Amazing Information About Stonefish


It’s not a stone; it is a live creature resembling a stone and can hurt beyond anybody’s expectations. As its name suggests, it’s a fish, a stonefish to be exact, which camouflages itself, resembling a greyish or brownish stone. People, while swimming in open seas, often mistake it to be just another pebble and step on it, more often than not, leading to life-threatening situations. What they don’t know is stepping on this fish, disguised as a stone, is dangerous business as because of the pressure applied by one’s foot causes it to release a poisonous substance from its gland. This toxin is very powerful and causes unbearable pain and paralysis which, if neglected, can lead to the death of the individual. So, when you go on your next adventurous swimming session, beware! Also go through the next sub-sections to know more about several inconceivable and matchless facts about stonefish.

Fast Facts

Scientific Name: Synanceia
Kingdom: Animalia
Phylum: Chordata
Class: Actinopterygii
Order: Scorpaeniformes
Family: Synanceiidae
Genus: Synanceia
Species: Synanceia alula, Synanceia horrid, Synanceia nana, Synanceia platyrhyncha, and Synanceia verrucosa
Length: Up to 50 cm
Weight: nearly 5 pounds or 2400 grams
Diet: Carnivorous, primarily small fishes and shrimps
Life Span: 5 to 10 years
Nature: Venomous, dangerous and even fatal to humans
Habitat: Coral reef, near and about rocks, mud or sand in tidal inlets
Range: Coastal regions of Indo-Pacific oceans and northern Australian waters

Interesting And Amazing Facts About Stonefish 

    • Stonefish is the most venomous fish the world. It is also known as dornorn, rockfish, and reef stonefish.
    • Though primarily a marine creature, some of the species of stonefish are also found dwelling in rivers as well.
    • A stonefish, on average is around 30 to 40 cm long. Some stonefish are also known to grow to 50 cm, though the number of such cases is very low.
    • A stonefish has two pelvic and three anal spines buried in its shell. The grey and brown coloured fishes have red, orange or yellow patches on their skin.
    • Its name, ‘stonefish’, reflects its ability to camouflage itself with the help of its grey and mottled colour similar to a stone.
    • Due to its camouflage properties, many a time swimmers, unable to differentiate between a stonefish and a stone, accidentally step on them, often leading to fatal situations.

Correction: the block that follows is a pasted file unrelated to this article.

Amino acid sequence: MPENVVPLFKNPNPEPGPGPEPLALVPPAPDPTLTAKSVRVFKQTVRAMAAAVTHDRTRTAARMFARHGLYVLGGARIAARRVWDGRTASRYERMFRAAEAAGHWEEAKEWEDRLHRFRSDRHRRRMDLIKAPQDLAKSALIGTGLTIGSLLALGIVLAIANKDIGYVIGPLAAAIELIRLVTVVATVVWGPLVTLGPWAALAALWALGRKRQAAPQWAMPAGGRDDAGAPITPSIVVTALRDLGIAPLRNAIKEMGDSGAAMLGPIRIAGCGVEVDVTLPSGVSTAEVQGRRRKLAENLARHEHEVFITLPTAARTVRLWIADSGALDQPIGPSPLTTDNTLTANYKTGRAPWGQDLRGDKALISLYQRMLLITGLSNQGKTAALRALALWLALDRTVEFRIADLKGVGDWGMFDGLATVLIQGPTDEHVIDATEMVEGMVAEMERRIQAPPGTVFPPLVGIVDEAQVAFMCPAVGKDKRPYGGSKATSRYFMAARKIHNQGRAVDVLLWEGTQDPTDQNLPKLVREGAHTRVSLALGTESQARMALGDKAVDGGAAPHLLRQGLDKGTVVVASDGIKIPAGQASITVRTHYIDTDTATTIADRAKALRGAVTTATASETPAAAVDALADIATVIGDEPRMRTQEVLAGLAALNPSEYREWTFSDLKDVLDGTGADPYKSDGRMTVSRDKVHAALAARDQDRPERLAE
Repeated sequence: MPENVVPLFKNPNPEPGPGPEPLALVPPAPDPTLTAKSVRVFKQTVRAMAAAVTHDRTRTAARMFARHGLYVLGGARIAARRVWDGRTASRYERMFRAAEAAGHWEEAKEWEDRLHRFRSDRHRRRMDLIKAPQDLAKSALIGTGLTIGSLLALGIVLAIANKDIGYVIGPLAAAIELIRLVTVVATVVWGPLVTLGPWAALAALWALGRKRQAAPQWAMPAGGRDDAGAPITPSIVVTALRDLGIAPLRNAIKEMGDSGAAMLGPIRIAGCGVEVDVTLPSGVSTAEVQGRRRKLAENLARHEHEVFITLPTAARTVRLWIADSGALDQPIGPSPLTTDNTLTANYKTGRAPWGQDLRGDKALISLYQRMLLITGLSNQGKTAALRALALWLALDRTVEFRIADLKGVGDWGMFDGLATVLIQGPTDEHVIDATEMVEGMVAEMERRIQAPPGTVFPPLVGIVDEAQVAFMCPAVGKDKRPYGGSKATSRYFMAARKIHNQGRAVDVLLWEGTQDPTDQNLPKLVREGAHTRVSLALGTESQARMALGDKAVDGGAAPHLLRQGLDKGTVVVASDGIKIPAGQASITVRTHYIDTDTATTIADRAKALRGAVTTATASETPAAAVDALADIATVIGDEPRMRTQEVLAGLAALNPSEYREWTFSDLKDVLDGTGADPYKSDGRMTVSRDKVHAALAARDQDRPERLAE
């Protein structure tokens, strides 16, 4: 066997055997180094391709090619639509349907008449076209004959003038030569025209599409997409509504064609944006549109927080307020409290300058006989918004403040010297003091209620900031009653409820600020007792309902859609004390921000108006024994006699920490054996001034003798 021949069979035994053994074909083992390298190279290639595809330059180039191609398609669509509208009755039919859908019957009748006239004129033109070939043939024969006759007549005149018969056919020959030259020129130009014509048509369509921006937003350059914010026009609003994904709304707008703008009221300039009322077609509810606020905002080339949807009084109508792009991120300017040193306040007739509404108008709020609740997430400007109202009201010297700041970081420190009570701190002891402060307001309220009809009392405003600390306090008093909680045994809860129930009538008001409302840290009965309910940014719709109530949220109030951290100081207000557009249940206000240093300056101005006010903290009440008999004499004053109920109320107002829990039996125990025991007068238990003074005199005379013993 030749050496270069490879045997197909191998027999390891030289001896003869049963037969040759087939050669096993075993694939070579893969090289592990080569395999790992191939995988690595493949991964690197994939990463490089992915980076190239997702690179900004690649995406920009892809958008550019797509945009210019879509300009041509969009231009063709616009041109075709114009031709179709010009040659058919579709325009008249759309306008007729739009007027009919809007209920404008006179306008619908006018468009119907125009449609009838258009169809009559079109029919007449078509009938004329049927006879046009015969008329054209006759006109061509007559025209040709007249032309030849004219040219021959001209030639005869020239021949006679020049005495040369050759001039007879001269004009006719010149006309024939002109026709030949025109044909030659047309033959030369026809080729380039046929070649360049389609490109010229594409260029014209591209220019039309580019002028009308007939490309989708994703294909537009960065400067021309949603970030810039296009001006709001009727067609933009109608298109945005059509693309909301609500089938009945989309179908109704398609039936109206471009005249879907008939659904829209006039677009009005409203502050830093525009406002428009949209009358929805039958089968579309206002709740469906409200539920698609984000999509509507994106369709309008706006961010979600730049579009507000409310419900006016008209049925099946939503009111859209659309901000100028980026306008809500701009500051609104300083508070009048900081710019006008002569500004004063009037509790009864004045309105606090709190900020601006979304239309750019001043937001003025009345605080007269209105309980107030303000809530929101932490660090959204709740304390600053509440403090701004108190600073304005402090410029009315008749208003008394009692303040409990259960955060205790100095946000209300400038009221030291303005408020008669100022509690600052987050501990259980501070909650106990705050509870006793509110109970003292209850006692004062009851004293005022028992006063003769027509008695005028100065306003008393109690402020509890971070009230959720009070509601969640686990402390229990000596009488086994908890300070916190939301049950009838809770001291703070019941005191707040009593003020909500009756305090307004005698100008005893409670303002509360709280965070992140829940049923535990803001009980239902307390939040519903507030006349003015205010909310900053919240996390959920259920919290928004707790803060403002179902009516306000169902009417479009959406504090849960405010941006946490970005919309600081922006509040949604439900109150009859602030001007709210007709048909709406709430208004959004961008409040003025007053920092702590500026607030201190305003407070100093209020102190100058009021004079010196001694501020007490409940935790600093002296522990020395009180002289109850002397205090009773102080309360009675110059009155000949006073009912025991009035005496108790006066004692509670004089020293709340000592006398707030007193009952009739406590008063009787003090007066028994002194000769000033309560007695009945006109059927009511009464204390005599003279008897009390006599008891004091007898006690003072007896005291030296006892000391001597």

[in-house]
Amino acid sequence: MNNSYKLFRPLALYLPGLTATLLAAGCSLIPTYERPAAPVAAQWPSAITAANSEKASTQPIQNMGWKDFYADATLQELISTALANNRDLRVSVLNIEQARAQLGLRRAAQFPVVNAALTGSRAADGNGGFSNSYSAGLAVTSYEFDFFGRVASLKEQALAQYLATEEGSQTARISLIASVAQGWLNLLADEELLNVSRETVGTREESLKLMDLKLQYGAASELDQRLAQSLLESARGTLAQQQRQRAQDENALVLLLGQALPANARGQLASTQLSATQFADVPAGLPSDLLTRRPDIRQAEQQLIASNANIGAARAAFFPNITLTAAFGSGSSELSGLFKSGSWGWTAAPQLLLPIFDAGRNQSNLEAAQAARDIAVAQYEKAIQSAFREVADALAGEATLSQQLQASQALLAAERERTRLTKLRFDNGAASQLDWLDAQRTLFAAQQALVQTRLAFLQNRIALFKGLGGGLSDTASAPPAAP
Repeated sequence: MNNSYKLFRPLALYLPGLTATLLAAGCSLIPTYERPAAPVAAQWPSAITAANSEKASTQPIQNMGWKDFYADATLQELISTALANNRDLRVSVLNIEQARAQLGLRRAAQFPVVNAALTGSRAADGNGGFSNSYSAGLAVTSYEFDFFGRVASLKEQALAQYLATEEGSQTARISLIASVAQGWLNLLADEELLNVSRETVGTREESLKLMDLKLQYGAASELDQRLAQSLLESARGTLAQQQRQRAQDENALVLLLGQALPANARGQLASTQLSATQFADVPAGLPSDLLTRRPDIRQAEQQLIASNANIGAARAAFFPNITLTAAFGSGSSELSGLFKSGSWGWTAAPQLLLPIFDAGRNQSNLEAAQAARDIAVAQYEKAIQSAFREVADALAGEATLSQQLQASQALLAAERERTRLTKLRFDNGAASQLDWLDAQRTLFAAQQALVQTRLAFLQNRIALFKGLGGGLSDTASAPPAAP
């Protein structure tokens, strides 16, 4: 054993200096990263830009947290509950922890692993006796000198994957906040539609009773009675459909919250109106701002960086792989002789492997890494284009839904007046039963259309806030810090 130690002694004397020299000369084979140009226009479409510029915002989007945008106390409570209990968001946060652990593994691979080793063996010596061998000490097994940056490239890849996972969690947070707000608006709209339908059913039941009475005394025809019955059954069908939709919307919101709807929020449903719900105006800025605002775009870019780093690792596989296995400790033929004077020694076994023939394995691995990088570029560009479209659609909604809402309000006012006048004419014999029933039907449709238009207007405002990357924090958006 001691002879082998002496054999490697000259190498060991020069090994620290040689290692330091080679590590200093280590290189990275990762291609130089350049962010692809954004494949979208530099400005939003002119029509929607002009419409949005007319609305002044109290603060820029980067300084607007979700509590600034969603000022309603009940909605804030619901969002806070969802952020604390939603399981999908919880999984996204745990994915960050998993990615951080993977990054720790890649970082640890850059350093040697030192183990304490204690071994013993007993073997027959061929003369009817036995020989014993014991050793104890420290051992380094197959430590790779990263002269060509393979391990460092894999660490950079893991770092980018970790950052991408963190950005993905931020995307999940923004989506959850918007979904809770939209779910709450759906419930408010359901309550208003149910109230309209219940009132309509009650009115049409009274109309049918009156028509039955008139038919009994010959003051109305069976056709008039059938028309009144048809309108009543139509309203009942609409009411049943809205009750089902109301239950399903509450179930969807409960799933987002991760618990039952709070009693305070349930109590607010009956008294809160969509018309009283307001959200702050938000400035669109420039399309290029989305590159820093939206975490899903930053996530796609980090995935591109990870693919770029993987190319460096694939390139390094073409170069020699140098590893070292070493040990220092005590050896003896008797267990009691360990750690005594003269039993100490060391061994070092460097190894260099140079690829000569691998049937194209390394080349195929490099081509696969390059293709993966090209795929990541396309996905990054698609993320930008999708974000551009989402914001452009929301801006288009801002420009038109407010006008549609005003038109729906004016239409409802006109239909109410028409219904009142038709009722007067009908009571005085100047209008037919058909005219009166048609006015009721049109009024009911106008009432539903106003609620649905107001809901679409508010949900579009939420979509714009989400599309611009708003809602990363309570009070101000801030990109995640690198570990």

• The only prevention that swimmers can take to avoid such poisonous encounters with stonefish is to wear thick-soled shoes and stepping very lightly in water.
    • Its glands have neurotoxins at the base of its needle-like dorsal fin spines, 13 of them. The stonefish emits toxins when it feels threatened or is disturbed.
    • The amount of injected poison, usually, is directly proportional to the pressure applied on it by an external object. It is an involuntary activity of the stonefish and serves as its defence mechanism.
    • Depending on the depth of the penetration of its poisonous spines, the poison takes as less as 2 hours to kill a human being after driving him into severe pain, tissue death and paralysis.
    • Once attacked by the stonefish, the individual is advised to seek a medical aid as soon as possible. Temporary relief from severe pain can be attained by immersing the stung area in hot water.
    • Traditional approach of restricting the movement of injected toxin by tying a cloth or bandage is not recommended. The treatment involves intravenous narcotic analgesia, local anaesthetic infiltration and administration of stonefish antivenin.
    • Once the venom is discharged by the glands it takes a few weeks to refill the glands back with the toxin.
    • The venom of a stonefish is made of a mixture of proteins, like the haemolytic stonustoxin, the protinaceous verrucotoxin and the cardioactive cardioleputin.
    • In order to reproduce, a stonefish lays as many as a million eggs. In the initial stage of pregnancy, the unfertilized eggs remain inside female stonefish’s body. It then releases these eggs on the sea floor, and the male stonefish fertilizes the eggs by releasing its sperm all over them.
    • Once hatched, baby stonefish are released in water where many other fish prey on them. Out of this huge number, only a few survive to maturity.
    • Major preys of a stonefish are small fish and shrimps. When they come across, it slowly opens its mouth and swallows them immediately. It just takes about 0.015 seconds to perform the entire attack.
    • Bottom-feeding sharks and rays are its predators against whose attacks a stonefish is susceptible. The string of 13 poisonous spines then helps it defend itself in such encounters.
    • The conservation status of a stonefish is that of a ‘Non-threatened Creature’.
    • Indo-pacific regions have around 20 subspecies of stonefish.
    • A stonefish can live for nearly 24 hours outside water.
    • A stonefish has a very low swimming speed.
    • One weird fact about a stonefish is that it spits water.
    • Stonefish is an attraction for aquarists. It is commercially sold on a large scale as an aquarium pet.
    • Japanese are known to consume stonefish as a part of their expensive sashimi cuisine.